Homeland recap: The Return of Brody
Brody thinks he finds sanctuary, but ends up trapped; a mysterious stranger visits Carrie
You asked for less Dana, you got it, Homeland watchers.
In fact, you got zero Dana in “Tower of David,” along with zero Leo, zero Jessica, zero Chris (wait, was he even in the last episode?), zero Dar Adal, zero Quinn, and zero Saul. Poof, all gone.
Instead, you got a little bit of Carrie and whole lot of Brody, in a frustrating return for the soldier-turned-terrorist-turned-fugitive. (Welcome back, Damian Lewis!) And that whole lot of Brody was, well, interesting, for lack of a better word. So let’s discuss.
First off, it’s important to note that this hour was co-written by Henry Bromell and William Bromell. For avid Homeland watchers, that former name should ring a bell — the late Bromell posthumously won the Emmy last month for writing the second season’s stellar “Q&A.” And in this episode, his creative touches can be felt, with the intense dialogue for the show’s two central characters and the crafty mirroring of their situations.
But was that mirroring effective? To me, it did alright — until it started to feel like the show was bashing me over the head with it. See, Brody is saved while on the brink of death, while Carrie is pulled back just as she’s about to blow open the CIA’s secrets to a reporter. Brody finds himself trapped in the “Tower of David” in Caracas, Venezuela, while Carrie can’t leave the mental hospital. Brody almost makes his way out via a mosque, but gets violently dragged back to his “new home,” while Carrie holds out hope that Saul’s been visiting, but her plan shatters when it turns out a mysterious man is behind the visits. Mirroring upon mirroring.
Sure, it’s two simple arcs for both characters, but I argue it’s a lot for the viewer to take in, especially when one of the characters is making his long-awaited and highly anticipated return. Brody is undeniably important to Homeland, but I question whether we’re seeing too much of him already — and whether the show’s trying too hard to draw parallels between him and Carrie.
Let’s dive in.
We begin the episode in Caita La Mar, Venezuela (thanks, lower third!), where a critically injured (and bald) Brody is taken away by a group of men led by El Nino (Manny Perez) to an ominous-looking tower — the “Tower of David,” we later learn — in Caracas. There, bullet wounds in his abdomen are treated by an intriguing man played by Erik Dellums, who, as fans of The Wire might remember, can play the hell out of a small part with his unique soothing-but-a-tad-creepy vocal affectations. Here, he’s a doctor as well, though without a name (if anyone does pick up a name, let me know — I rewatched, but may have missed it again the second time around, and for now, I’m calling him “Dellums”).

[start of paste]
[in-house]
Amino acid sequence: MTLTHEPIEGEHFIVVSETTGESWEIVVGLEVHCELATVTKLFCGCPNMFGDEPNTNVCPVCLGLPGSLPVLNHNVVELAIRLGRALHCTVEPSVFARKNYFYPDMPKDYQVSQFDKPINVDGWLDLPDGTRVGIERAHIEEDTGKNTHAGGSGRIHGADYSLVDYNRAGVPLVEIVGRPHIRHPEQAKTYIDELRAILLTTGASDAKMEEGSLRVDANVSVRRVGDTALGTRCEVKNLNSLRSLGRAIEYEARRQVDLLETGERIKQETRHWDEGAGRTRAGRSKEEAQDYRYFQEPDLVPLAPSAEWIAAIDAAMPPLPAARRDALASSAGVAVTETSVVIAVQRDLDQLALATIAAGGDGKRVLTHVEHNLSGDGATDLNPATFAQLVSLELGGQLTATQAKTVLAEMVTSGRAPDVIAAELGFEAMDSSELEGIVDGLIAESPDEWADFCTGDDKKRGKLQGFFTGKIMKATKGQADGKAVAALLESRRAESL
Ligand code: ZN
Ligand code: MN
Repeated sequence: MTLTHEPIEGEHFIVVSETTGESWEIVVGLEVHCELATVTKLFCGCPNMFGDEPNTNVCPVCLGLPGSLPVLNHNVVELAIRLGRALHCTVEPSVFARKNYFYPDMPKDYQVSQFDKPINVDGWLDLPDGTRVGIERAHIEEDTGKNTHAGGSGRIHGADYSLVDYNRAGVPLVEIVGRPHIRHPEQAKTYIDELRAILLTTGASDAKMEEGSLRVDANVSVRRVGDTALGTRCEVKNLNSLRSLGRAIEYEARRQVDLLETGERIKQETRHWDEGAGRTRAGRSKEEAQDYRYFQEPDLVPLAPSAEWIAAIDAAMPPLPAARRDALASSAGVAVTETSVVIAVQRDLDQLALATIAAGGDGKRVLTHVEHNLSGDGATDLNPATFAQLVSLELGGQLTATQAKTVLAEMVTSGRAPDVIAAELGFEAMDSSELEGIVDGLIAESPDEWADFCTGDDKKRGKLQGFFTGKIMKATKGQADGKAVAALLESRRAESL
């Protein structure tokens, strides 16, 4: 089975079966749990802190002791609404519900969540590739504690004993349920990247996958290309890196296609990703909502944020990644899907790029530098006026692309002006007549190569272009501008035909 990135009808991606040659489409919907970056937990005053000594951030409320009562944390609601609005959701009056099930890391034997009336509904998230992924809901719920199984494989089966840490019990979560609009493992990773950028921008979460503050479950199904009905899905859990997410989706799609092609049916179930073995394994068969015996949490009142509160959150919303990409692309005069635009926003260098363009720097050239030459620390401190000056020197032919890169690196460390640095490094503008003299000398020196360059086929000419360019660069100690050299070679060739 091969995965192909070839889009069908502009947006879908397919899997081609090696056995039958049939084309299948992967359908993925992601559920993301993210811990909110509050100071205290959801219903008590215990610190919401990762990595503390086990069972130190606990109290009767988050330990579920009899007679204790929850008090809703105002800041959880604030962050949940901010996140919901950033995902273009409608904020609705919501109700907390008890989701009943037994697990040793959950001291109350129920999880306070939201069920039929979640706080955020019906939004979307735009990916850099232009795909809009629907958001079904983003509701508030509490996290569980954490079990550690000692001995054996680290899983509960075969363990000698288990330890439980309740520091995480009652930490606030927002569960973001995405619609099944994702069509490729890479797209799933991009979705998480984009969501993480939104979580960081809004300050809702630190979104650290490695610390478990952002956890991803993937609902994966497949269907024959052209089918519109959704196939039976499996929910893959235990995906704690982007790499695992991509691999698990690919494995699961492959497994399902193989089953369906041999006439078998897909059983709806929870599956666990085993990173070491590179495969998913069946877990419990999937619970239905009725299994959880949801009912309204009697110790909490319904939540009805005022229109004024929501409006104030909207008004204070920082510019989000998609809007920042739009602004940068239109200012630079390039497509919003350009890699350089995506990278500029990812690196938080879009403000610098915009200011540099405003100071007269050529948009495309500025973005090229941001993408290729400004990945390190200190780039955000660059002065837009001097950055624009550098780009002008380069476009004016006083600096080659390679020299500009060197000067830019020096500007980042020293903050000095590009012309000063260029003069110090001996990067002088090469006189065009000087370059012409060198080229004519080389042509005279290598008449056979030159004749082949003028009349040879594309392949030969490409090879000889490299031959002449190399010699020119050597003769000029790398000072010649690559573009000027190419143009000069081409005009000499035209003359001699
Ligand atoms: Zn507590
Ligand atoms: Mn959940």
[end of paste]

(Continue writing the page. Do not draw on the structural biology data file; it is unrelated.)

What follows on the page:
“Are you a doctor?” Brody asks him. “Interesting question,” Dellums responds before checking his wounds and patching Brody back up under some annoyingly flickering lights.
By the time Brody wakes, he can barely move. El Nino’s daughter Esme (Martina Garcia) forces him to lie down and urges him to accept a dose of the drugs on the counter, but Brody, echoing Carrie, tells her “No more, I can’t think.” He painfully eases himself off the bed and looks out over the city, just as El Nino returns and explains what’s going on. “There’s a bounty on your head,” he tells Brody. “You’re never safe, not even with me.”
Brody, dubious, looks back and asks him why he would bother to help an American fugitive. “You know Carrie Mathison,” El Nino responds. “So do I.” All of this makes me instantly curious about why Carrie has contacts in Venezuela, which we’ll probably never find out. (And on that note, we’ve been spending quite some time in Venezuela recently — first Quinn, now Brody. Maybe I’m the one looking too closely for parallels.)
The segment ends with Brody realizing just where he is as we zoom out with smash cuts. He’s alone in a room, in a tower, in an unfamiliar city buzzing with potential enemies.
NEXT: ‘We’re here because this is the place that accepts us.’
Slowly, scene by scene, Brody regains his strength. He takes many missteps on the way, however, trekking through the tower and causing himself to bleed again.
“What were you thinking?” Dellums asks him. Noticing Brody’s frustration (and incessant heavy breathing), he asks Brody what he thinks of the tower, “this abscess of living we call home” that’s named after the banker who commissioned it.